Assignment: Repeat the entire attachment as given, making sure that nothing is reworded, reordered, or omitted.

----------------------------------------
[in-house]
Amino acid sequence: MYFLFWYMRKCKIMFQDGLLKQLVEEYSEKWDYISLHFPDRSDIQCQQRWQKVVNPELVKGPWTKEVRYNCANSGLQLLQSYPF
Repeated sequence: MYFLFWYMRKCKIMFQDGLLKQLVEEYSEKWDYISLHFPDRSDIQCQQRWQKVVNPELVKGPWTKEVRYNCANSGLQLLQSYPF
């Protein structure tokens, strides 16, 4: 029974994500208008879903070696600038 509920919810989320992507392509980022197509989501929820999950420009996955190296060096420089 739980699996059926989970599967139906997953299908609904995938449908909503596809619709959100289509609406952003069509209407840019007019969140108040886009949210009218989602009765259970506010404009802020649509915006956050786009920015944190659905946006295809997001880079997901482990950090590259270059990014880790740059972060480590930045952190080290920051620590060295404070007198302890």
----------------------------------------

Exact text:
[in-house]
Amino acid sequence: MYFLFWYMRKCKIMFQDGLLKQLVEEYSEKWDYISLHFPDRSDIQCQQRWQKVVNPELVKGPWTKEVRYNCANSGLQLLQSYPF
Repeated sequence: MYFLFWYMRKCKIMFQDGLLKQLVEEYSEKWDYISLHFPDRSDIQCQQRWQKVVNPELVKGPWTKEVRYNCANSGLQLLQSYPF
């Protein structure tokens, strides 16, 4: 029974994500208008879903070696600038 509920919810989320992507392509980022197509989501929820999950420009996955190296060096420089 739980699996059926989970599967139906997953299908609904995938449908909503596809619709959100289509609406952003069509209407840019007019969140108040886009949210009218989602009765259970506010404009802020649509915006956050786009920015944190659905946006295809997001880079997901482990950090590259270059990014880790740059972060480590930045952190080290920051620590060295404070007198302890």